Miami, where a large community of Cuban immigrants and their descendants lives, and which is the headquarters of the largest collection of documents and other materials on Cuba outside the island, will also commemorate the 500th anniversary of the foundation of Havana with a sample of its treasures, such as a 16th century map, letters from José Martí and 19th century lithographs.
“This exhibition projects the message that we have a very wide-ranging vision of what Cuba’s history is. Not only from the outside in, we understand that Cuban culture is far beyond Cuba and the exile,” the director of the Cuban Heritage Collection (CHC) of the University of Miami (UM), Elizabeth Cerejido, said to EFE agency.
The CHC, the School of Architecture and the Center for Urban and Community Design of UM joined forces to create an exhibition that reviews the five centuries of a “unique” city, according to a press release.
The exhibition, which will be on display until February, is complemented by an international symposium on the architectural and urban development of the city during the last five centuries, which is being held this Thursday and Friday.
This Saturday, November 16, marks the 500th anniversary of the foundation of the city of San Cristóbal de La Habana by Spaniard Diego Velázquez de Cuéllar and the capital of Cuba will celebrate it in style.
In Miami, some 367 kilometers from the Cuban capital and with a Little Havana among its best known areas, Professor Sonia Chao, curator of the exhibition and organizer of the symposium, sees Havana as “a grand lady and an amalgam of her different historical times.”
She needs “another layer of makeup and surgery,” Chao affirmed, but it should be combined “with the city’s fabric.”
According to what she said to EFE, “maintaining this jewel doesn’t mean that you have to mummify or keep it in the past, but that its growth be in a way that respects its urban fabric and its historical character.”
Among the objects of the Cuban Heritage Collection, founded in 1998 by a group of Cuban librarians based in the United States, some are of great historical value, such as one of the oldest maps of the island of Cuba, from 1546, or letters from the poet José Martí, Cuba’s national hero.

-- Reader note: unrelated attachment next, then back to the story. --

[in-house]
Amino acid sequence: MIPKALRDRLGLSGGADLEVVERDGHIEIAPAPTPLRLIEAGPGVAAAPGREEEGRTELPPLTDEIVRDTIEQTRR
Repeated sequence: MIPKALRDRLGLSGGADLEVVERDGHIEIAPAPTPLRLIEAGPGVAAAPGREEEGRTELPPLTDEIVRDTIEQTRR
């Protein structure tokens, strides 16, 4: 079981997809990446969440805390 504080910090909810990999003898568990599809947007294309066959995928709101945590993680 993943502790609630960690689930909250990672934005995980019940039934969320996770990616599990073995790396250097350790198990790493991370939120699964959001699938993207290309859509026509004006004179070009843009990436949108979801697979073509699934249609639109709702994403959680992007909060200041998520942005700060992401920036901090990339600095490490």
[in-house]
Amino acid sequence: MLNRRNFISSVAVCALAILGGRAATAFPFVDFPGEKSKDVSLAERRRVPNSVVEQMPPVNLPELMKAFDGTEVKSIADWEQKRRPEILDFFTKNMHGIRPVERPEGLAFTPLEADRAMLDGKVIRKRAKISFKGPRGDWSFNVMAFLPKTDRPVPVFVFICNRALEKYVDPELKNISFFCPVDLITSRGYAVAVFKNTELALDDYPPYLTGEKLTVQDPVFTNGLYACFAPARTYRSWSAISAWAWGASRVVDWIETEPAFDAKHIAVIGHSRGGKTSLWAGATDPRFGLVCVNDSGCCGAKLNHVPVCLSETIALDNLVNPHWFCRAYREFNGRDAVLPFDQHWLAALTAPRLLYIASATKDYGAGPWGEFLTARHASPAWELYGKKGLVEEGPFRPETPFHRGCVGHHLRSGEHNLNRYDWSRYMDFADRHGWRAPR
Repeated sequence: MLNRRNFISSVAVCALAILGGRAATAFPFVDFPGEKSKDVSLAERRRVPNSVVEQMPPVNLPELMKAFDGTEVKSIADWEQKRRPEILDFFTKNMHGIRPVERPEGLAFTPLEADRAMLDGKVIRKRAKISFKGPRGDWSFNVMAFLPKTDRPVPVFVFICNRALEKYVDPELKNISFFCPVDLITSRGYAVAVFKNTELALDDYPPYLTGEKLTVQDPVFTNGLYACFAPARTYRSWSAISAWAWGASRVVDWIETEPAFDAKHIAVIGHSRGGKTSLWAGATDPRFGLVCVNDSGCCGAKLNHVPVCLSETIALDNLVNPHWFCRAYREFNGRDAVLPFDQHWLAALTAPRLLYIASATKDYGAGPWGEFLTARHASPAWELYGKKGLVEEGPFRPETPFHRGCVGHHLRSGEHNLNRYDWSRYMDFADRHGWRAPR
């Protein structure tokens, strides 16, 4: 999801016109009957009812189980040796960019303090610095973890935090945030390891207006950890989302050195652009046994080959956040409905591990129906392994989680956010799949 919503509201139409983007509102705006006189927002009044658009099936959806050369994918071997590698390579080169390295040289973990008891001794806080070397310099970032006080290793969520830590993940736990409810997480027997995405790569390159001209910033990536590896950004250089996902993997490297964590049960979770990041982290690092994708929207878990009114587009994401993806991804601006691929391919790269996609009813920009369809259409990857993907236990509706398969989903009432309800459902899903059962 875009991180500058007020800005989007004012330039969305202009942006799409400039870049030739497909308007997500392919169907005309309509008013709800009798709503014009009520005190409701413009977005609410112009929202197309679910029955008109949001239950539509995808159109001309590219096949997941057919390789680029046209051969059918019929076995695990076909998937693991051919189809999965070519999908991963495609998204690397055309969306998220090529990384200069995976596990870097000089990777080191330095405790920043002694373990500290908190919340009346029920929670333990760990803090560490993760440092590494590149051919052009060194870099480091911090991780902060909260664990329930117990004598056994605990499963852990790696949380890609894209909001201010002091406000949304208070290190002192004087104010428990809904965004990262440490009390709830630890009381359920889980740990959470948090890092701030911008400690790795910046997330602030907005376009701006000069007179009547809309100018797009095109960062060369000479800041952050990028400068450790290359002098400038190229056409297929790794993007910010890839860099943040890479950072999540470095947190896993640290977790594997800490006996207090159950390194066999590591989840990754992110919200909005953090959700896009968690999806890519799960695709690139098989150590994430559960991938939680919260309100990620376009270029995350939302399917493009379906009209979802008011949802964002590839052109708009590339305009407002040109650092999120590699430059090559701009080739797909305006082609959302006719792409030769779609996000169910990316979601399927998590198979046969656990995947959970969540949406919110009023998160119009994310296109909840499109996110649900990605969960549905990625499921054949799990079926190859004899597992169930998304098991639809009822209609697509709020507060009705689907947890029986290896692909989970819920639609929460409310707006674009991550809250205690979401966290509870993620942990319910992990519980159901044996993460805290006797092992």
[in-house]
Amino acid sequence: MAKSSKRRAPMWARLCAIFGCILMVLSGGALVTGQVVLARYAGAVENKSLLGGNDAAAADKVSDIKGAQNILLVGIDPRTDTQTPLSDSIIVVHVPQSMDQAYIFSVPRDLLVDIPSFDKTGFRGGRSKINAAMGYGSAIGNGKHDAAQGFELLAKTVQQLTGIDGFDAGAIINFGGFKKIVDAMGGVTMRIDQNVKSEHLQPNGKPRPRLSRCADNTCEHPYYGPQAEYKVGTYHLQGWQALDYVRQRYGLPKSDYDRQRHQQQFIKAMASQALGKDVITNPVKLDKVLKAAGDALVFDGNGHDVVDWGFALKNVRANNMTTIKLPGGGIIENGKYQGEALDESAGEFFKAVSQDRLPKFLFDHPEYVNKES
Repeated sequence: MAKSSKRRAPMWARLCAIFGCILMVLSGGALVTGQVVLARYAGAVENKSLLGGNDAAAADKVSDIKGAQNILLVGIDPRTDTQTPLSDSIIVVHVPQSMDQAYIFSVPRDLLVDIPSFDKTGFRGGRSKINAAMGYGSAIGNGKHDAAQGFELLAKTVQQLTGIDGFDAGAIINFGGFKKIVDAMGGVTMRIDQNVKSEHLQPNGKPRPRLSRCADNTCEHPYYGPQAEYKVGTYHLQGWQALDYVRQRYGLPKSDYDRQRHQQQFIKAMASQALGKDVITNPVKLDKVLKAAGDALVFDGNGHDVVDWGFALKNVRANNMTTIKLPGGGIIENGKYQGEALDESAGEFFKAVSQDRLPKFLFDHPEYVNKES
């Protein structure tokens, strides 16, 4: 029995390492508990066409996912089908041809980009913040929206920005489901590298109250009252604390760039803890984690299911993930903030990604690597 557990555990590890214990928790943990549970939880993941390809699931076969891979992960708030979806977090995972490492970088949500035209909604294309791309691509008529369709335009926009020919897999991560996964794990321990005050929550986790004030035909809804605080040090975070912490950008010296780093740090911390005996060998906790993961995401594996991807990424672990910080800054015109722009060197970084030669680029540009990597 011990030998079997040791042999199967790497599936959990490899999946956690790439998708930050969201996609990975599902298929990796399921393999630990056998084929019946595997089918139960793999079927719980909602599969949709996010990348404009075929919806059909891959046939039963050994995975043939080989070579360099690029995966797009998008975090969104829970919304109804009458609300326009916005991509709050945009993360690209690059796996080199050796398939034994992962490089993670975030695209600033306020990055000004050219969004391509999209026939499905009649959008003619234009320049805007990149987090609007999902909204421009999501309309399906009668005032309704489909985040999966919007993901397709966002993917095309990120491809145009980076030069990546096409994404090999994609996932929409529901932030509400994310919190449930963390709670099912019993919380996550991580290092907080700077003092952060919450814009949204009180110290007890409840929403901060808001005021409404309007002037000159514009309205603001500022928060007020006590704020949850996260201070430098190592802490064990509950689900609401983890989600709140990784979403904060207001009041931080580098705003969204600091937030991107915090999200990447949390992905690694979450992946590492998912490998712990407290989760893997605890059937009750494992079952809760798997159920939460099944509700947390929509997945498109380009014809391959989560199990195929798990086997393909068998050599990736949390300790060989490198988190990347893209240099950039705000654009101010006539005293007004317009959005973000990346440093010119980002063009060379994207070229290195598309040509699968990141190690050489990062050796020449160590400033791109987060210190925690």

The collection has been growing since 1998 thanks to donations.
“There is of course that nostalgia for Havana that many feel, as Cubans who live outside the island, which is also underlying within the exhibition,” says the CHC director.
Visitors can see the reproduction of a classic room of a wealthy Havana family with rocking chairs and a balcony with stained glass windows and some of the colonial lithographs by artist Frederic Mialhe Toussaint, who visited the island in the early 19th century.
“Everything that is on display in the exhibition comes from the collection. It is a representation of the wealth of the material we have, of the vast collection in various materials, whether maps, historical books, artist’s books or plans,” adds Cerejido.
Havana is the second oldest city in the New World among those that are capitals today―the first is Santo Domingo―and in its streets the fusion of various architectural styles from the baroque, the neoclassical or the art deco is evident.
In 1982 UNESCO declared the historic center of Old Havana and its fortifications a World Heritage Site.
Sonia Chao, who heads the Center for Urban and Community Design at the UM School of Architecture, told EFE that “what makes Havana unique must be protected” and avoid “destructive modern urbanism,” which has created homogeneous cities around the world.
“The personality of Cubans and the city is a very unique combination, and if Havana is well-respected, it will continue to grow and prosper, but each of those aspects must be cared for,” said the expert.
In the presentation of the symposium opened this Thursday, Chao affirmed that “at present Havana seems disheveled and in some cases very deteriorated, but urbanistically it is intact, paradoxically thanks to the lack of development and infrastructure interventions in the last six decades.”
One of the areas of the exhibition is dedicated to the project to modernize Havana commissioned in the late 1950s to the great Spanish architect Josep L. Sert, Harvard dean of design.
The plan would have put an end to part of Old Havana to open roads to traffic and the construction of large buildings, but the triumph of the revolution led by Fidel Castro left the plan just on paper, as can be seen in the Otto G. Richter Library, where the exhibition is hosted.
The symposium will open with the screening of Viva El Vedado, a documentary about one of the most beautiful neighborhoods in Havana, produced by Mary Ebrahimi and Secundino Fernández.